Occurrence, Habitat Use, and Behavior of Seabirds, Marine Mammals, and Arctic Cod at the Pond Inlet Ice Edge

Michael S.W. Bradstreet


In 1979, 17 species of birds were seen during studies near the Pond Inlet ice edge. Northern fulmars (Fulmarus glacialis) black-legged kittiwakes (Rissa tridactyla) thick billed murres (Uria lomvia) and black guillemots (Cepphus grylle) all avoided the ice edge when bordered with heavy pack ice and all but kittiwakes used the ice edge primarily for feeding. Guillemots and fulmars occurred in highest numbers in water along rough and moderately rough landfast ice: murres and kittiwakes showed no preference for such areas or for the other habitat surveyed (smooth landfast ice). Narwhals (Monodon monoceros) white whales (Delphinapterus leucas) and ringed seals (Phoca hispida) were the only marine mammals common at the ice edge. Whales repeatedly dived under the edge - probably feeding, searching for open water west of the ice edge, or both. Densities of seals near the ice edge were higher than elsewhere on landfast ice. Divers observed arctic cod (Boreogadus saida) close to the undersurface of landfast ice. Fish offshore were generally smaller, younger, and smaller-at-age than those inshore. Offshore, arctic cod were more numerous in areas with a rough under-ice surface than under smooth ice. Cod concentrated in crevices within rough under-ice surfaces. Inshore, cod were captured from ice cracks over shallow water. I conclude that vertebrates occur at ice edges for one or more of several reasons. Ringed seals and arctic cod live in close association with landfast ice: they probably occur near ice edges simply because landfast ice is present there. Ice edges seem to be primarily barriers against the further movements of whales toward summering locations. Finally, for murres and some other birds, ice edges seem to be favored feeding locations (relative to open sea conditions) due to greater access to preferred foods.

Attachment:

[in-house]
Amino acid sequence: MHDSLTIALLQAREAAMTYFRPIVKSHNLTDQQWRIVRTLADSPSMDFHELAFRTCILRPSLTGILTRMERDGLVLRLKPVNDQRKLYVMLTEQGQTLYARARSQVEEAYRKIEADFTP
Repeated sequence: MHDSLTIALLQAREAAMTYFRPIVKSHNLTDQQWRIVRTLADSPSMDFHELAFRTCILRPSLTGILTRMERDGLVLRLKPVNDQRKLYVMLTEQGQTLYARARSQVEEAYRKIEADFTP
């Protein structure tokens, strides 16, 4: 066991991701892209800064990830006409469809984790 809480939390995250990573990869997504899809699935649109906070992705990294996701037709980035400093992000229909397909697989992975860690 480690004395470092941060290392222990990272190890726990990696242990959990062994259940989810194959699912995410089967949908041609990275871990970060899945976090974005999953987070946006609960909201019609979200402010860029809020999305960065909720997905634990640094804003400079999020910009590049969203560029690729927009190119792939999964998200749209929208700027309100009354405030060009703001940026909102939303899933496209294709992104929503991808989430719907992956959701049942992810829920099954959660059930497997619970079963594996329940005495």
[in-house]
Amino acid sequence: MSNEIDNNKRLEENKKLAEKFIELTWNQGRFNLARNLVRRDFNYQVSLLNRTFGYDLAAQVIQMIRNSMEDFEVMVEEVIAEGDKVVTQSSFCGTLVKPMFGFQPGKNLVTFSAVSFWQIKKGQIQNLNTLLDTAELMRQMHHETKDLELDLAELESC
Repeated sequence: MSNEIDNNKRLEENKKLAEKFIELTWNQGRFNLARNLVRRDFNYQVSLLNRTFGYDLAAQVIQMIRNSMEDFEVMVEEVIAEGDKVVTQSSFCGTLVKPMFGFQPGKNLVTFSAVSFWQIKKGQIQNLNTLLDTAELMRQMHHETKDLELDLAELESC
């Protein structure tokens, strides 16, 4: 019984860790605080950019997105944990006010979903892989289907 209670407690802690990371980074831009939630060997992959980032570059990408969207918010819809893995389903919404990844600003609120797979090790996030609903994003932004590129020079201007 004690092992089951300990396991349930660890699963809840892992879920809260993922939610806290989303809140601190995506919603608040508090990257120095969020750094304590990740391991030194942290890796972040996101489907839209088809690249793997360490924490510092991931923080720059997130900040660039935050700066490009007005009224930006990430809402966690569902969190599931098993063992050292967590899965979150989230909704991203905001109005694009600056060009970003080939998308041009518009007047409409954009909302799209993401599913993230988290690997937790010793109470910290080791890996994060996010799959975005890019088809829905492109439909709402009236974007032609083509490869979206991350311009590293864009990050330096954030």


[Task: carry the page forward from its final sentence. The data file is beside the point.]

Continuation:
Key words: arctic seabirds, ringed seal, narwhal, arctic cod, ice edges, Pond Inlet, habitat use, behavior, arctic waters, Lancaster Sound, Baffin Bay


Animal behaviour; Animal ecology; Arctic cod; Marine ecology; Marine mammals; Sea birds; Sea ice ecology; Wildlife habitat; Pond Inlet, Nunavut

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DOI: https://doi.org/10.14430/arctic2305

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